Brassai was the first great chronicler of the urban underbelly
This sumptuous Brassai overview gathers outstanding prints of his finest and most popular photographs, drawing on the Estate Brassai in Paris and the collections of leading museums in France and the United States. The work is organized into 18 thematic groupings, such as “Paris by Night,” “Portraits” and “Self-Portraits,” “Body of a Woman,” “Graffiti,” “Places and Things,” “Pleasures” and “The Street,” focusing throughout on his celebrated depictions of 1930s Paris.
When Brassai took up photography in the late 1920s, after his move to Paris in 1924 (from his native Brassov in Austria-Hungary, via Budapest and Berlin), the photobook was blossoming as a new art form ripe for exploration. Brassai gave the genre one of its undisputed classics, Paris de nuit (1933)—the first in what is now a long line of photobooks portraying cities by night. The book was popular with both cognoscenti and tourists, and made Brassai famous; he became the first great chronicler of the urban underbelly, with images of prostitutes, gangsters, brothels and night clubs.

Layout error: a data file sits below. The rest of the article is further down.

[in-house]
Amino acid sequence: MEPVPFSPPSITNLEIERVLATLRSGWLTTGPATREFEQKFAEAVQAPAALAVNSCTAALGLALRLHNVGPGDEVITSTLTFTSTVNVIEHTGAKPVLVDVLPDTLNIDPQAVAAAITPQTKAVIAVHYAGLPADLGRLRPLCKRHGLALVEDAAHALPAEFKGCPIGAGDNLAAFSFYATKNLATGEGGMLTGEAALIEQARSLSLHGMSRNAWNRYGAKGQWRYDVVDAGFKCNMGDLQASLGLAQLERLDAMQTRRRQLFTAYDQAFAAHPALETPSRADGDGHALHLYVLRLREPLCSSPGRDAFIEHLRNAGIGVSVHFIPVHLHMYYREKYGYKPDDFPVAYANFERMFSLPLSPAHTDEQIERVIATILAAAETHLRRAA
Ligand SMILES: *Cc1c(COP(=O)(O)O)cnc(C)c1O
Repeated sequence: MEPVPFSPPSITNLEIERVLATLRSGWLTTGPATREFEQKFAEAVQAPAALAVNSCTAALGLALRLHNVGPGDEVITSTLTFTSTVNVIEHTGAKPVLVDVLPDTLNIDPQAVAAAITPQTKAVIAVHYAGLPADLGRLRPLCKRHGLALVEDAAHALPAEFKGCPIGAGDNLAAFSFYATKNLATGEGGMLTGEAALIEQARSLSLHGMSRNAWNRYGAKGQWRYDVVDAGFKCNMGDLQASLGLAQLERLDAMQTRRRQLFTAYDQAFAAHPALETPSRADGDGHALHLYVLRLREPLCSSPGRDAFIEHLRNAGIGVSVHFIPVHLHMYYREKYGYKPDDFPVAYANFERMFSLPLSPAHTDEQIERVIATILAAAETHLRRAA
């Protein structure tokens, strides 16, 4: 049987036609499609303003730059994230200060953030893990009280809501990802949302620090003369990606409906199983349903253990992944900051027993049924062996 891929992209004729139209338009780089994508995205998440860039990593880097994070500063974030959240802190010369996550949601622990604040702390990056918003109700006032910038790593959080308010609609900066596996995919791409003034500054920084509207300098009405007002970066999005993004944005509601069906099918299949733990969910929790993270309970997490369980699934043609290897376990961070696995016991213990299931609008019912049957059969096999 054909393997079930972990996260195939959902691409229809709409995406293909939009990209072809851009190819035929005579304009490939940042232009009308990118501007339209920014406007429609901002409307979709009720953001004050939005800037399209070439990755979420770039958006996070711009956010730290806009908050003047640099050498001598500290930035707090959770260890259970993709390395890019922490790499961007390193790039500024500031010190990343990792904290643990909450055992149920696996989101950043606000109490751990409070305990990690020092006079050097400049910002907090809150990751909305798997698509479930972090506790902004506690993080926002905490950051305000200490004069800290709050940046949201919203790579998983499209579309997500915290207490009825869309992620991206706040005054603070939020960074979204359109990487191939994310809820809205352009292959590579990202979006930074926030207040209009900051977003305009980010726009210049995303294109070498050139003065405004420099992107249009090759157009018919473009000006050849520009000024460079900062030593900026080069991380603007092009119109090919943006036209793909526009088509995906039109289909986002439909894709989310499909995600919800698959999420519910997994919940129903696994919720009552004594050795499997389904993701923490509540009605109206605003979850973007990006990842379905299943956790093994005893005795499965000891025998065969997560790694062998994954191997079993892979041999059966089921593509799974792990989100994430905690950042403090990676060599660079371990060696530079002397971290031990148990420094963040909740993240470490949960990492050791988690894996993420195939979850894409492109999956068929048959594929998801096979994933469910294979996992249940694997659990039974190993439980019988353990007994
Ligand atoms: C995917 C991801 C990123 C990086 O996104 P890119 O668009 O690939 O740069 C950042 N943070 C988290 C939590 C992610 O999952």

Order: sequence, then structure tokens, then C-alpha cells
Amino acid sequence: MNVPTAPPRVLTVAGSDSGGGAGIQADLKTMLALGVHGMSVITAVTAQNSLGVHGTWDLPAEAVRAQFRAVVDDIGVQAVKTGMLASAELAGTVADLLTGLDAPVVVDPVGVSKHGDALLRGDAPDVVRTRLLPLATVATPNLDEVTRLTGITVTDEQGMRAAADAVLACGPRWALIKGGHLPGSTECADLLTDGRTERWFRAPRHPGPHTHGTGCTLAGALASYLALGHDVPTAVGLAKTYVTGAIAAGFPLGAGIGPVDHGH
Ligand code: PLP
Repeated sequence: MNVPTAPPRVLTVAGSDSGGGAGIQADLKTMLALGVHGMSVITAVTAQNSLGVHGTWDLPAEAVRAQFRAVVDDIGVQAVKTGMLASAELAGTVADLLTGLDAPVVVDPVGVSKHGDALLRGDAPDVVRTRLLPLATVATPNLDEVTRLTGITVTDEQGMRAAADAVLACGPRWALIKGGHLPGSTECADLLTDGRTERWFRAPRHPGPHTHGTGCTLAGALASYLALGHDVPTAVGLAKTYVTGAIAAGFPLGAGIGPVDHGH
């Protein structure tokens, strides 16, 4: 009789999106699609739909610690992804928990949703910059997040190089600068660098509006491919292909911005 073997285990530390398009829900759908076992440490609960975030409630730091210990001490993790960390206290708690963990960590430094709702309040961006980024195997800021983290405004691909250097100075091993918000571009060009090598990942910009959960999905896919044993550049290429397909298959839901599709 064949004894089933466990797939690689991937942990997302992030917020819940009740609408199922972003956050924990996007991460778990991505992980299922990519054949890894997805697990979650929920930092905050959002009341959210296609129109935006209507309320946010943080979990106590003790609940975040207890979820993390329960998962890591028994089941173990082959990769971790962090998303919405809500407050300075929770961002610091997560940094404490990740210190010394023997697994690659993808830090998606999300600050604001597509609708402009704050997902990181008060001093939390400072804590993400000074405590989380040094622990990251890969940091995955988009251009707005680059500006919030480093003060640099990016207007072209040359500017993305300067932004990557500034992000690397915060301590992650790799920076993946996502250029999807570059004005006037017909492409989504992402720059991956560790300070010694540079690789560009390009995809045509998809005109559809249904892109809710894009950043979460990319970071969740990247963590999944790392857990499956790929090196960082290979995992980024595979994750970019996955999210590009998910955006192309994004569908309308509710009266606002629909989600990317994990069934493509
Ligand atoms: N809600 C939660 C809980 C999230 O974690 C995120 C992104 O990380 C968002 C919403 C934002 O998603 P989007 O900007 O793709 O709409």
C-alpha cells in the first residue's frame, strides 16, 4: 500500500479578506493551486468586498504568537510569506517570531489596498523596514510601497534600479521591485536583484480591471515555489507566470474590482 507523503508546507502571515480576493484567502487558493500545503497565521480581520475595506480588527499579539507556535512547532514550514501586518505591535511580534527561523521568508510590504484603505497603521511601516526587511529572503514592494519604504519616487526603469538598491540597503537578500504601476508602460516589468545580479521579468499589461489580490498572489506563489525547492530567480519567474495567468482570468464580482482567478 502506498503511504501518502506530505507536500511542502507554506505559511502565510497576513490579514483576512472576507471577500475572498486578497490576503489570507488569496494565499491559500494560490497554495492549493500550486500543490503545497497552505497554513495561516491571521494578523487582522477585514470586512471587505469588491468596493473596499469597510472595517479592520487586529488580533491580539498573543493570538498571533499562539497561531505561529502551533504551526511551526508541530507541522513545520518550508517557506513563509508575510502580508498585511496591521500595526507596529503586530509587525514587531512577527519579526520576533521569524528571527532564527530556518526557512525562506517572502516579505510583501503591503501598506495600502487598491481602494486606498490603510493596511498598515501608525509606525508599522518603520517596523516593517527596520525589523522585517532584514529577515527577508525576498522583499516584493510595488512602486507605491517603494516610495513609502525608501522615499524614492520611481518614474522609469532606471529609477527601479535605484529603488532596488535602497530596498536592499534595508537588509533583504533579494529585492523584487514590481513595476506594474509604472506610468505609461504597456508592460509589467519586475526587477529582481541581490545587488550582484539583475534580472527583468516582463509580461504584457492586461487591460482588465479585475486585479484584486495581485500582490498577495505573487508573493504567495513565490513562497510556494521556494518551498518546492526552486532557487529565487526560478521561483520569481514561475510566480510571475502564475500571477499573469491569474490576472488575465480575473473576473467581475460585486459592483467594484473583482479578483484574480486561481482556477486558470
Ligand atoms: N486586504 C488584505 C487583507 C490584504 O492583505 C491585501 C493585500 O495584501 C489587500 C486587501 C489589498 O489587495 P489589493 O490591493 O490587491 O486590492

Today Brassai is canonical, and easily one of the most influential photographers of the 20th century, as this 368-page volume—the most beautifully produced and edited survey of his accomplishment in print—amply attests.
Born Gyula Halász, Brassai (1899–1984) began his career as a sculptor, painter and journalist, forming friendships with artists and writers such as Pablo Picasso, Joan Miró, Salvador Dalí, Jacques Prévert, Henri Michaux and Henry Miller, most of whom he later photographed. Brassaï published numerous great photobooks throughout his career, including Voluptés de Paris (1935), Henry Miller: The Paris Years (1975) and Artists of My Life (1982). The George Eastman House in Rochester, New York, the Art Institute in Chicago and The Museum of Modern Art in New York have all held retrospectives of his work.